It’s not the circumstances- it’s how you see them.

 

I believe prayer is trying to see with God’s eyes, not vice-versa. That’s the only way it makes sense. Why would I pray for anything but to see the truth?

 

Well, maybe to hear the music…. 🙂

 

We all know the tune- and I believe that we all have the power to discover the harmony. I believe that sooner or later, the harmony will find us- especially if we slow down, quiet ourselves and wait for it.

 

And that music is so beautiful and rich.

 

May harmony find you.

 

Amen.

 

Sermon 4.07.13

The outline of my sermon yesterday from Living Waters United Methodist Church, Belgrade. Scripture: Acts 5.27-32

Most of us want to be liked.

That in and of itself isn’t anything new- it’s a fairly universal trait.

Most of us also want to stay out of trouble.

Again, simply human.

But when being liked and staying out of trouble aren’t an option when standing up for the truth… Well, that can be a real problem can’t it?

Let’s listen again to the scripture for today.

When the temple police had brought Peter and the apostles, they had them stand before the council. The high priest questioned them, saying, “We gave you strict orders not to teach in this Name, yet here you have filled Jerusalem with your teaching and you are determined to bring this Man’s blood on us.” But Peter and the apostles answered, ‘We must obey God rather than any human authority.”

 That’s what we heard today. What we didn’t hear is the passage that came after that.

When they heard this, they were enraged and wanted to kill them.

A Pharisee in the council named Gamaliel spoke on their behalf, reminding the council of others who had come and gone before them, all claiming to have been sent by God-all of whom had failed.

And then Gamaliel gave the council this advice:

“So in the present case, I tell you, keep away from these men and let them alone; because if this plan or this undertaking is of human origin, it will fail butt if it is of God, you will not be able to overthrow them—in that case you may even be found fighting against God!’

They were convinced by him. Then when they had called in the apostles, they had them flogged. Then they ordered them not to speak in the name of Jesus, and let them go.

They left the council, they rejoiced that they were considered worthy to suffer dishonor for the sake of the Name.  And every day in the temple and at home they did not cease to teach and proclaim Jesus as the Messiah.

Talk about getting into trouble.

Talk about not being liked.

But what did these disciples do?

They did something all heroes do- they trusted their hearts. They followed their conscience. These men and women preached the Gospel of a God who is in love with us.

And most of them died for it.

Often very cruel deaths.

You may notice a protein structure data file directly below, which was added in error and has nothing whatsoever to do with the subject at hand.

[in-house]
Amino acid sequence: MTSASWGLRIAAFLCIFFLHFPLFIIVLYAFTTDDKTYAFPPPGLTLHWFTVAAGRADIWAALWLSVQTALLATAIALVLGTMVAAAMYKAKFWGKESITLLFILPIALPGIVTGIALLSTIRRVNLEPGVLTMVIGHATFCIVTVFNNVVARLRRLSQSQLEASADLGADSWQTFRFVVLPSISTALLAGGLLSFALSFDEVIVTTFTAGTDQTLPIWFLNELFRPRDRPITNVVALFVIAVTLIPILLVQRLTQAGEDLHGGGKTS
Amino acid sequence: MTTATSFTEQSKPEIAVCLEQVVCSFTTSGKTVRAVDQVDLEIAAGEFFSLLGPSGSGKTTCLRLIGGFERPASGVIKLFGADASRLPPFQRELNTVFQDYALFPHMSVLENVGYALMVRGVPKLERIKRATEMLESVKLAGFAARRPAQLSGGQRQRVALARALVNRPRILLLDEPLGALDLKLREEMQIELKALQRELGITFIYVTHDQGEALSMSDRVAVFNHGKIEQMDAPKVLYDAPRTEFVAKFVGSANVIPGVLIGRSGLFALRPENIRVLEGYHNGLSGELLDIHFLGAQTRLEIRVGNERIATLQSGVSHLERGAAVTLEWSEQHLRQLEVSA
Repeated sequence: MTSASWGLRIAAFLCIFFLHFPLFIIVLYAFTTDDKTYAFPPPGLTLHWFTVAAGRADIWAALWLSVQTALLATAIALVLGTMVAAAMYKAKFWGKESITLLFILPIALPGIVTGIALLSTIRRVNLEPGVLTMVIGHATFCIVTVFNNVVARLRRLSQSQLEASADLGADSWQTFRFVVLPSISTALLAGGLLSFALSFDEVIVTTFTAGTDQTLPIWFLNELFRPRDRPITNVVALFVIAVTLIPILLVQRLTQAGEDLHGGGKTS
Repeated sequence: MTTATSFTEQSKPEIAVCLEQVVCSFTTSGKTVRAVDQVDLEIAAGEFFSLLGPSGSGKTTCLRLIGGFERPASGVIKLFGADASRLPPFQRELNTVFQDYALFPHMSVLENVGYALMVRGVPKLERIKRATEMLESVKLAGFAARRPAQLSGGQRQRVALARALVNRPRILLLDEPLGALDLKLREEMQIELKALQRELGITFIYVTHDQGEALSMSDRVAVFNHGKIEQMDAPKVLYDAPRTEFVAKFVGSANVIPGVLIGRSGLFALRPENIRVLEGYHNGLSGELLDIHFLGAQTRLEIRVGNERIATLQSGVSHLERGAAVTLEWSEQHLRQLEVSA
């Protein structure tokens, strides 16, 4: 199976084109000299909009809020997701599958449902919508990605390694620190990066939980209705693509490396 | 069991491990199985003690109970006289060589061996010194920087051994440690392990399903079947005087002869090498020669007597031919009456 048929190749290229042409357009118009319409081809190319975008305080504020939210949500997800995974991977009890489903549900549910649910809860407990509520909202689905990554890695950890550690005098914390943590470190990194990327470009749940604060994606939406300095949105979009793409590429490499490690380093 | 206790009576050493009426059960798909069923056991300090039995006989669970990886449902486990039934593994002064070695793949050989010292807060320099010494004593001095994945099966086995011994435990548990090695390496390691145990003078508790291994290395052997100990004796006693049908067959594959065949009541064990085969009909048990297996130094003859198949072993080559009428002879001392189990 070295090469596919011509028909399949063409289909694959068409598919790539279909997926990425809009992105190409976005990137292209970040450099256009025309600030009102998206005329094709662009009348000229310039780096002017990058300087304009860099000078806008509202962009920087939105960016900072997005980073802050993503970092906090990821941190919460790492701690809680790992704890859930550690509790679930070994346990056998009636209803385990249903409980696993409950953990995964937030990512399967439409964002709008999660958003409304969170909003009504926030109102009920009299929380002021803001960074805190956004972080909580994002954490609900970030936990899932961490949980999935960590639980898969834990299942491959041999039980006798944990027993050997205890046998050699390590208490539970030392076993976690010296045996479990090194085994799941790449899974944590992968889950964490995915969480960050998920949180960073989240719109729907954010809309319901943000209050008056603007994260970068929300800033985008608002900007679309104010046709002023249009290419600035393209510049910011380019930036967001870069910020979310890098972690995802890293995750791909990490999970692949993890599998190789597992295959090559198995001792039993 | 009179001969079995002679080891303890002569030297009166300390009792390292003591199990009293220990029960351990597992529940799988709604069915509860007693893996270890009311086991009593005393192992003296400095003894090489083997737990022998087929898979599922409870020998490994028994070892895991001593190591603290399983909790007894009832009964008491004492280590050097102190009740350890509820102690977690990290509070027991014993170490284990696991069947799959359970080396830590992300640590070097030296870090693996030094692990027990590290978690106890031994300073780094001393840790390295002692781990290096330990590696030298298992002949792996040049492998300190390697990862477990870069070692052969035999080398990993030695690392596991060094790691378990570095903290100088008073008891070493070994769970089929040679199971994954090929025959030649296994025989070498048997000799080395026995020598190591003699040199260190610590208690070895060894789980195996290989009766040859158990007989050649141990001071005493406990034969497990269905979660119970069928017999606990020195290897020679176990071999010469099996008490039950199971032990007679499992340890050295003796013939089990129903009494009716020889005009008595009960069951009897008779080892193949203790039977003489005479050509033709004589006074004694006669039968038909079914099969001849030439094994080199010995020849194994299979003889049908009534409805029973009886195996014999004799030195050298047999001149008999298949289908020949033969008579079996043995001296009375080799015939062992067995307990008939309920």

Just to do the right thing. To proclaim love.

Today I want to ask a very simple question:

“When should we choose love?”

Seems simple doesn’t it?

And yet, we make decisions every day that are not loving.

We can exclude people, we can hoard things, we can lock our doors and load our guns in fear, we can drink too much, we can eat too much, we can lie to ourselves, we can lie to others- sometimes simply to stay out of trouble or to be liked by the right people.

Well, the Jesus who died on the cross, rose from the dead and sent his disciples into the world to proclaim a crazy, loving God doesn’t want us to let the world get in the way of love.

That’s what these disciples knew. That’s why they stood in fear of their lives in front of the courts, why they suffered scourging- just like Jesus- why they refused to deny love.

Because they saw love, risen from the dead.

And so have we.

You know it, in your hearts, you see it every day. Love risen from the dead. You can even create it if you like.

You’ve seen a child’s face- crushed by disappointment- restored to life by a word of encouragement and love.

All you have to do is restore someone’s hope.

All you have to do is not deny anyone their dignity.

All you have to do is trust that we are more than our fears.

All you have to do is open your heart- and your mouth and eyes and ears and hands and feet will follow.

Just open your heart.

Let us ask our God to give us eyes to see the opportunities to build the Kingdom of God- right here, right now.

And when you feel that feeling rising up in you, the one that says, “I want to be liked, I want to stay out of trouble”, the one that wants to close your heart down, will you know what to do?

I think we do.

We stop and recognize the choice in front of us: To be open or closed; to be loving or cruel.

So, when do we choose love?

Every time we can.

Being Water

The text of my sermon from The Unitarian Universalist Fellowship of Bozeman yesterday:

Being Water: Flexibility, Change and Following our True Nature

River

River (Photo credit: Moyan_Brenn)

“Like many fly fishermen in western Montana where the summer days are almost Arctic in length, I often do not start fishing until the cool of the evening. 

Then in the Arctic half-light of the canyon, all existence fades to a being with my soul and memories and the sounds of the Big Blackfoot River and a four-count rhythm and the hope that a fish will rise. 
Eventually, all things merge into one, and a river runs through it.